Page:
In our ongoing, semi-weekly look at establishment and employee counts of graphic arts businesses, we have been looking at packaging/paper converting establishments. Two weeks ago, we looked at NAICS 32222 (Paper Bag and Coated and Treated Paper Manufacturing), specifically, the number of establishments by employee size in 2016, the most recent year for which County Business Patterns has data (but see note at the end of this article). This week, we take a historical look at 32222. In 2010, there were 825 establishments in NAICS 32222, but by 2016, that number had declined -12% to 730, although there had been a jump in establishments from 2011 to 2012. However, bear in mind that there are so few manufacturers in this category that a 12% drop translates to less than 100 establishments.

Some of the factors driving this market segment include:

  • The growing war against plastic—municipalities and states are banning plastic bags which works in paper bags’ favor.
  • Growth of reusable bags affecting both plastic and paper bags.
  • Trends in retail trickle down to affect demand for bags—shift to ecommerce reduces demand, but there is still demand for niche/boutique bags.
  • Digital printing can eliminate the “blank bag,” while laminates, coatings, and embellishments increase strength and aesthetic appeal.

NAICS 3222 comprises some widely disparate sub-categories:

  • 32221 Paperboard Container Manufacturing
  • 322211 Corrugated and Solid Fiber Box Manufacturing
  • 322212 Folding Paperboard Box Manufacturing
  • 322219 Other Paperboard Container Manufacturing
  • 32222 Paper Bag and Coated and Treated Paper Manufacturing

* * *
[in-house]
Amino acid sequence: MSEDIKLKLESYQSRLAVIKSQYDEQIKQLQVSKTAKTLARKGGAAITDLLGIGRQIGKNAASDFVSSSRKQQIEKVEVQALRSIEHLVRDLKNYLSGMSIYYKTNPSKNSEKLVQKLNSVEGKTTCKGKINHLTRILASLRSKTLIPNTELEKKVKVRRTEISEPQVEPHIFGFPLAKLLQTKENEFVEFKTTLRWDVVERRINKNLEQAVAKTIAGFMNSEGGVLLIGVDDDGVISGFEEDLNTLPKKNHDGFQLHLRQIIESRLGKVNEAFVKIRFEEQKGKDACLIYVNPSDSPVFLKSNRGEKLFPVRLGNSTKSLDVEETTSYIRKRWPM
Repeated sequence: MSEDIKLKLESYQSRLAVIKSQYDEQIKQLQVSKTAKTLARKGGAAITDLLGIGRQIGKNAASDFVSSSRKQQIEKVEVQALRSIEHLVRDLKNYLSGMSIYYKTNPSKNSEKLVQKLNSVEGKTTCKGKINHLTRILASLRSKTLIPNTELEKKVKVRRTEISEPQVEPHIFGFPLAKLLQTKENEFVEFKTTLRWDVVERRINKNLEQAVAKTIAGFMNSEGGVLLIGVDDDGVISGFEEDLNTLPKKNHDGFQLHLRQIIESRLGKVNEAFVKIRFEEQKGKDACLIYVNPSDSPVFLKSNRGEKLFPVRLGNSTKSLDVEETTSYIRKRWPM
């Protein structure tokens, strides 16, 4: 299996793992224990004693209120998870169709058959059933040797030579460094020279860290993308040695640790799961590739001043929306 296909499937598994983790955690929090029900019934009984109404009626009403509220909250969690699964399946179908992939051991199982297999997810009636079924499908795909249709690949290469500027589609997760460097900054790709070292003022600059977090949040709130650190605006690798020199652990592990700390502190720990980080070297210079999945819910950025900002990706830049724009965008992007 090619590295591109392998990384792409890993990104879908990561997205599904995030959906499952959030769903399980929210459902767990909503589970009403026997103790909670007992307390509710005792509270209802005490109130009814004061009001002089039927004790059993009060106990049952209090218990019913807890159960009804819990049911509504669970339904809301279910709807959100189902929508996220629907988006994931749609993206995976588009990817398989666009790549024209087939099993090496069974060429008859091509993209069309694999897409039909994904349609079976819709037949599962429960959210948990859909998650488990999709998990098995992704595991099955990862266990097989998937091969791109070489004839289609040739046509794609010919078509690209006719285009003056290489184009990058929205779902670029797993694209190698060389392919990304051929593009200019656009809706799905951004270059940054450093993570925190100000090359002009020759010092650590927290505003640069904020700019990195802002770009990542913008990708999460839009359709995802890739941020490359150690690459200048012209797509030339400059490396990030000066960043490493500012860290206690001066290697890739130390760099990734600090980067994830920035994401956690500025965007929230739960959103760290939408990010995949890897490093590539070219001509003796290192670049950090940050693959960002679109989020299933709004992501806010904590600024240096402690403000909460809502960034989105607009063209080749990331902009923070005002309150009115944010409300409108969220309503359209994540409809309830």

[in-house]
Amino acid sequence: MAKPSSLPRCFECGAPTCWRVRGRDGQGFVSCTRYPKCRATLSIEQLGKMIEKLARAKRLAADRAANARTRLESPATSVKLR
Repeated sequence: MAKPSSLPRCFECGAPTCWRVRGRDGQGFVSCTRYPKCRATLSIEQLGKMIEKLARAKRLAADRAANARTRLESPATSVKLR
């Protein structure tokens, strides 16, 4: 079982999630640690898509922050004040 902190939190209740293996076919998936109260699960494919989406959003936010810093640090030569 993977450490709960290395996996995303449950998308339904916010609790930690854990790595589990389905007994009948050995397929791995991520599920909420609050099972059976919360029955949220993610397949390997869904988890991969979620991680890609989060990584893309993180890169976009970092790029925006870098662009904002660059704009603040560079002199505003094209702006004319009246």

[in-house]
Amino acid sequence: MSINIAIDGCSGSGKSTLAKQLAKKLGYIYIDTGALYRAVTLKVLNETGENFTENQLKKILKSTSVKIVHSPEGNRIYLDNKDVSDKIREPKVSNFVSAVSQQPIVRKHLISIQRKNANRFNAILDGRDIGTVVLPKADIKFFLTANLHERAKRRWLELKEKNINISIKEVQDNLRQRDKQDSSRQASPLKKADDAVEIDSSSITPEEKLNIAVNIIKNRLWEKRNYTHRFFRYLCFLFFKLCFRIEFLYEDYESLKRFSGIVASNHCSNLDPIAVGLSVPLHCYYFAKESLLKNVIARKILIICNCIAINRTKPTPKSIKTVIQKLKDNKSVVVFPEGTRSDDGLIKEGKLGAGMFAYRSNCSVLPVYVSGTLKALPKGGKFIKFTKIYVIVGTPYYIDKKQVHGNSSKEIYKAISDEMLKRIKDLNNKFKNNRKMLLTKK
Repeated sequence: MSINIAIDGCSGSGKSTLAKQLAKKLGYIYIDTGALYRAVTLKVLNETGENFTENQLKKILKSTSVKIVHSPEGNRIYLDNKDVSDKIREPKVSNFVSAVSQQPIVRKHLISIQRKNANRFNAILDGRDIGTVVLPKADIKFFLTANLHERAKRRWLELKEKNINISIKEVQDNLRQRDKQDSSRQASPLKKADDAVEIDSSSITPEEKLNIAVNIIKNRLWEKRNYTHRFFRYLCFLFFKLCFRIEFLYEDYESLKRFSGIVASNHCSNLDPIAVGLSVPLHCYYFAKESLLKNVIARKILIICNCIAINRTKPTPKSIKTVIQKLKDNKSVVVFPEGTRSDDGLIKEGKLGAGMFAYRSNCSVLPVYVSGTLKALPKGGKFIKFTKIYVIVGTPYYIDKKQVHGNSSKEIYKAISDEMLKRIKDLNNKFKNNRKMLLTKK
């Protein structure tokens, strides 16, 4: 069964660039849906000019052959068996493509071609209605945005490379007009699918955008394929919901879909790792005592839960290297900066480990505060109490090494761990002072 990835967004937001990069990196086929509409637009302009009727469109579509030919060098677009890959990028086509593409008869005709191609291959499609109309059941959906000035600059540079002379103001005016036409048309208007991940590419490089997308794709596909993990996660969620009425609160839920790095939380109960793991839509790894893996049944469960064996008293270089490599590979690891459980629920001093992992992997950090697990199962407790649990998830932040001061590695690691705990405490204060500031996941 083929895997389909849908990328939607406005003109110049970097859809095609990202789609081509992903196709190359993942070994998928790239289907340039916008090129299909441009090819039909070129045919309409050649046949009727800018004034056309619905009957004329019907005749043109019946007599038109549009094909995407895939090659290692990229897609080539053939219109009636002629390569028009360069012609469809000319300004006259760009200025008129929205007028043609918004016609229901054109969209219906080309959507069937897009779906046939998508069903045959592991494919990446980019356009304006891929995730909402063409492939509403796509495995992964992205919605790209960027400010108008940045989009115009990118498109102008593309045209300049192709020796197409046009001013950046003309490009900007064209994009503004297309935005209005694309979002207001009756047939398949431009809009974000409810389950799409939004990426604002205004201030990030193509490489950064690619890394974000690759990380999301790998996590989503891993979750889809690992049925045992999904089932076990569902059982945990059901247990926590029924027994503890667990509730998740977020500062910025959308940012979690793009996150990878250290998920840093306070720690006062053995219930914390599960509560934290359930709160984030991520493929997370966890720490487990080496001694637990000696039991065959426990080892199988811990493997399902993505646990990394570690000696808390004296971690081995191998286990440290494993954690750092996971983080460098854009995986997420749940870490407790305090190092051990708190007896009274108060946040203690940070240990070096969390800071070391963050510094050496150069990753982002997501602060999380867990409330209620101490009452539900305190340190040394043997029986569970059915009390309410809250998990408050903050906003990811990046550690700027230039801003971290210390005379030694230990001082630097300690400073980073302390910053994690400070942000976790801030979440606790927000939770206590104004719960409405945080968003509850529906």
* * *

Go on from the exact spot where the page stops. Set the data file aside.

• 322220 Paper Bag and Coated and Treated Paper Manufacturing
  • 32223 Stationery Product Manufacturing
  • 322230 Stationery Product Manufacturing
  • 32229 Other Converted Paper Product Manufacturing
  • 322291 Sanitary Paper Product Manufacturing
  • 322299 All Other Converted Paper Product Manufacturing

These different sub-categories have different market dynamics—corrugated and folding cartons vs. things like stationery—but if there is one constant across each of these categories it is consolidation. Especially in the period during and following the Great Recession (the first half of the decade), we saw no small amount of consolidation in all corners of the paper, converting, and printing industries.

These establishment counts are based on data from the Census Bureau’s County Business Patterns. These data, like other demographic data, can be used not only for business planning and forecasting, but also sales and marketing resource allocation.

Data Update: The new County Business Patterns, which includes the 2017 reference year, will be released later this month. We will be updating our data series over the next several months.